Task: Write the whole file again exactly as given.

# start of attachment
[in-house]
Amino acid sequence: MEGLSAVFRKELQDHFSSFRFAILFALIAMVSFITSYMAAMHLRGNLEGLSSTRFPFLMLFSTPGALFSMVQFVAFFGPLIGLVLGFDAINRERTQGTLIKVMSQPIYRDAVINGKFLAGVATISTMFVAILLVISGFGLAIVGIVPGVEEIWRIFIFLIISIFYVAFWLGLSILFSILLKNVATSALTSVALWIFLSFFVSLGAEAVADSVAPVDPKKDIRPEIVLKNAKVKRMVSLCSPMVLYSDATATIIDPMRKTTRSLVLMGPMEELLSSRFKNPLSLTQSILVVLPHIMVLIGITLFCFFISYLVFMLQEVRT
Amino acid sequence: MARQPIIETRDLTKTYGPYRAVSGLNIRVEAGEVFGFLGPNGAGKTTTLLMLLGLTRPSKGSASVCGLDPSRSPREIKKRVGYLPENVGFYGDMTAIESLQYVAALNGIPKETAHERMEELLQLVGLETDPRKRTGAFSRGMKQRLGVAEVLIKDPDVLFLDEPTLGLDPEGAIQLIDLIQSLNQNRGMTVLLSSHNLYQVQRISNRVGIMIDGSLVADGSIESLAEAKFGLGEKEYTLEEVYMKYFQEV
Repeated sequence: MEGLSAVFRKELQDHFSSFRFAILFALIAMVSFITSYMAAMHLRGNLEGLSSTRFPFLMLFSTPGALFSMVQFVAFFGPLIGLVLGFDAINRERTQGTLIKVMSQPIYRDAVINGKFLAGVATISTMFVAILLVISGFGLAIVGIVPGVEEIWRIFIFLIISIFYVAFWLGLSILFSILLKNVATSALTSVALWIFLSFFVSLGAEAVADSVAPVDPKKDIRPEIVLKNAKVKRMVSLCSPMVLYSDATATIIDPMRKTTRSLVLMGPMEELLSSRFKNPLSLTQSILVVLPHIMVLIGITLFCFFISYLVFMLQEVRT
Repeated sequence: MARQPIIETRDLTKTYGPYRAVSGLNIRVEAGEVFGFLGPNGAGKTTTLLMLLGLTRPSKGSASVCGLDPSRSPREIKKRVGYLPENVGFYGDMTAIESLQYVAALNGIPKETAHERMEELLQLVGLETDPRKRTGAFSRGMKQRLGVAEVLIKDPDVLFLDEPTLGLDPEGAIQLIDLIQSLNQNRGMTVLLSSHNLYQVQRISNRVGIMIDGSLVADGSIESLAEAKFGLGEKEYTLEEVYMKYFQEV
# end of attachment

[in-house]
Amino acid sequence: MEGLSAVFRKELQDHFSSFRFAILFALIAMVSFITSYMAAMHLRGNLEGLSSTRFPFLMLFSTPGALFSMVQFVAFFGPLIGLVLGFDAINRERTQGTLIKVMSQPIYRDAVINGKFLAGVATISTMFVAILLVISGFGLAIVGIVPGVEEIWRIFIFLIISIFYVAFWLGLSILFSILLKNVATSALTSVALWIFLSFFVSLGAEAVADSVAPVDPKKDIRPEIVLKNAKVKRMVSLCSPMVLYSDATATIIDPMRKTTRSLVLMGPMEELLSSRFKNPLSLTQSILVVLPHIMVLIGITLFCFFISYLVFMLQEVRT
Amino acid sequence: MARQPIIETRDLTKTYGPYRAVSGLNIRVEAGEVFGFLGPNGAGKTTTLLMLLGLTRPSKGSASVCGLDPSRSPREIKKRVGYLPENVGFYGDMTAIESLQYVAALNGIPKETAHERMEELLQLVGLETDPRKRTGAFSRGMKQRLGVAEVLIKDPDVLFLDEPTLGLDPEGAIQLIDLIQSLNQNRGMTVLLSSHNLYQVQRISNRVGIMIDGSLVADGSIESLAEAKFGLGEKEYTLEEVYMKYFQEV
Repeated sequence: MEGLSAVFRKELQDHFSSFRFAILFALIAMVSFITSYMAAMHLRGNLEGLSSTRFPFLMLFSTPGALFSMVQFVAFFGPLIGLVLGFDAINRERTQGTLIKVMSQPIYRDAVINGKFLAGVATISTMFVAILLVISGFGLAIVGIVPGVEEIWRIFIFLIISIFYVAFWLGLSILFSILLKNVATSALTSVALWIFLSFFVSLGAEAVADSVAPVDPKKDIRPEIVLKNAKVKRMVSLCSPMVLYSDATATIIDPMRKTTRSLVLMGPMEELLSSRFKNPLSLTQSILVVLPHIMVLIGITLFCFFISYLVFMLQEVRT
Repeated sequence: MARQPIIETRDLTKTYGPYRAVSGLNIRVEAGEVFGFLGPNGAGKTTTLLMLLGLTRPSKGSASVCGLDPSRSPREIKKRVGYLPENVGFYGDMTAIESLQYVAALNGIPKETAHERMEELLQLVGLETDPRKRTGAFSRGMKQRLGVAEVLIKDPDVLFLDEPTLGLDPEGAIQLIDLIQSLNQNRGMTVLLSSHNLYQVQRISNRVGIMIDGSLVADGSIESLAEAKFGLGEKEYTLEEVYMKYFQEV